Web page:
'Rebellion taking shape in CAR' - death toll soars after clashes

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FILE image. Rebels of the Seleka coalition sit on a pick up truck as they search for people suspected of looting in a neighbourood of Bangui on March 26, 2013. The Central African Republic has been sliding into chaos since rebels took over in March.

BANGUI - Almost 40 people were killed in weekend fighting between armed vigilantes and former rebels near Bouar in western Central African Republic, the army said on Tuesday, issuing a new toll.

A source close to the general staff said: "The fighting last Saturday between self-defence militias and ex-rebels killed almost 40 people, including at least 35 in the ranks of the militias, with several wounded."

A previous toll on Sunday said 12 people were killed.

Early on Saturday, hundreds of local militias armed with military weapons and machetes encircled Bouar, a town about 400 kilometres northwest of the capital Bangui on Saturday morning, the source said.

The militiamen were confronted by ex-rebels of the Seleka alliance, which has been disbanded by President Michel Djotodia since they brought him to power after ousting his predecessor, Francois Bozize, in March.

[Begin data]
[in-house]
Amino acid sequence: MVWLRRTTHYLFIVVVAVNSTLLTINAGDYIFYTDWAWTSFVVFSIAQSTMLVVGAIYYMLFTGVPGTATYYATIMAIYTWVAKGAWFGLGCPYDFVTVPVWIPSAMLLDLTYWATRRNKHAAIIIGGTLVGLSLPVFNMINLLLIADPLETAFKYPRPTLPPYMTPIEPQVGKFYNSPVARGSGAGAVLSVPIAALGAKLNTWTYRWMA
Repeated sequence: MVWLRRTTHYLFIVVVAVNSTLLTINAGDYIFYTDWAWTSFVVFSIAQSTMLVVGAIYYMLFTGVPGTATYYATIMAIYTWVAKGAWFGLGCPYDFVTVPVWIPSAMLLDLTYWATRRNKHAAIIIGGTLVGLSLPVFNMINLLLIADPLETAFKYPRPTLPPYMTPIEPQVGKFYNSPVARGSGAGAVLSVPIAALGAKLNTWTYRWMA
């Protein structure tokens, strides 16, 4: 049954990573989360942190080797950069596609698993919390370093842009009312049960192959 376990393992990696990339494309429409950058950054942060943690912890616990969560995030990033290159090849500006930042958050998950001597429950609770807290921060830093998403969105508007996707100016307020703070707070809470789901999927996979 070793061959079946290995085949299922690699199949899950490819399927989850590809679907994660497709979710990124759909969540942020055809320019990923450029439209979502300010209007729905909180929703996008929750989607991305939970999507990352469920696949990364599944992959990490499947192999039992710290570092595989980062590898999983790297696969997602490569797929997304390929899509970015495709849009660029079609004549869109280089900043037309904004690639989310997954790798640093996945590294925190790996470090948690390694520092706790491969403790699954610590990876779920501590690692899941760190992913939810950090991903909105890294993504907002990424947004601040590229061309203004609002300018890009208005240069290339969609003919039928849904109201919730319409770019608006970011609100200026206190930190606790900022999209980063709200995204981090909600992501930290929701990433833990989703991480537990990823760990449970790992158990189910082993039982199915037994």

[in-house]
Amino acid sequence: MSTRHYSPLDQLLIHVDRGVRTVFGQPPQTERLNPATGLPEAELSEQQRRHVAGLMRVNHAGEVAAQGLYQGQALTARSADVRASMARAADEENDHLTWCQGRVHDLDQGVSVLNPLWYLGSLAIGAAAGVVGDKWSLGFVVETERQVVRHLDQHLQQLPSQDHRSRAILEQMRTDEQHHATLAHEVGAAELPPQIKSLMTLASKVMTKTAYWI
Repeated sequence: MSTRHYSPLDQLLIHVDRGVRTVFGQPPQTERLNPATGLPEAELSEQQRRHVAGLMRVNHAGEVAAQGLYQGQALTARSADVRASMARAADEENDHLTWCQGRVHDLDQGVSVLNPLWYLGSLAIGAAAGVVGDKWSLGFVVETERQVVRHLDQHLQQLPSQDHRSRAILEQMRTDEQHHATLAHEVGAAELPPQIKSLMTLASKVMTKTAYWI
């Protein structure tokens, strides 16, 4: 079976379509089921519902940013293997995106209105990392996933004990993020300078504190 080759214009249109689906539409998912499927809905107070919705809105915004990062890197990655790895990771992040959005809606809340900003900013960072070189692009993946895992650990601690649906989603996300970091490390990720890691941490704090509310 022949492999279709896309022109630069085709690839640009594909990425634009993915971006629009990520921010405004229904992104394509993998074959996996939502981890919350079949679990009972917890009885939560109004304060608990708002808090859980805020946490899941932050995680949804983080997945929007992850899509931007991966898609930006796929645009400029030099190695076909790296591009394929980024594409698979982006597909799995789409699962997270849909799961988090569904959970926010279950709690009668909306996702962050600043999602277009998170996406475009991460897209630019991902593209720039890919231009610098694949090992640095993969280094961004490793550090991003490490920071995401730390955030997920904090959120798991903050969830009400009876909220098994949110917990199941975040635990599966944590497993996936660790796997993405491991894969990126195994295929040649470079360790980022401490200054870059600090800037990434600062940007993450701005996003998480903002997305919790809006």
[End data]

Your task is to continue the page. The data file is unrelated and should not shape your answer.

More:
Bouar lies in a region of the highly unstable and very poor landlocked nation where people were considered loyal to Bozize, who himself seized power in a coup in 2003 and was twice re-elected into office.

A wounded former rebel colonel, Al Goni Moussa, said the militiamen "attacked us with RPG 7 (rocket launchers) and Kalashnikov (assault rifles), as well as home-made rifles."

"The fighting lasted for more than two hours. We drove back the anti-balakas (militias). Their leader, Francois alias &39;Bokassa&39;, was killed. His brother and his son were also killed," Moussa said.

The death toll could "rise further, in light of the intensity of the fighting that followed the attack on the ex-Seleka base and on the Bouar aerodrome by the self-defence militia," an army source said.

"This is really a rebellion taking shape," said a source in the president&39;s office who asked not to be named. "Those who are behind this rebellion have also claimed responsibility for the attacks on Bossangoa and Bouca" in the northwest," he added.

Early in September, attacks by hitherto unknown militia forces that emerged to protect the population from local warlords killed almost 100 people in the Bossangoa region.

Atrocities blamed on Seleka forces -- whom the regime is integrating into the regular armed forces -- have led to communal violence, sparking fears that clashes may take a religious turn, pitting Muslims against Christians, who make up about 80 percent of the population of some 4.5-million.

Most of the fighters in the movements that formed the Seleka alliance profess the Islamic faith and Djotodia, who was sworn in on August 18 to oversee a transition back to democracy, is the country&39;s first Muslim head of state.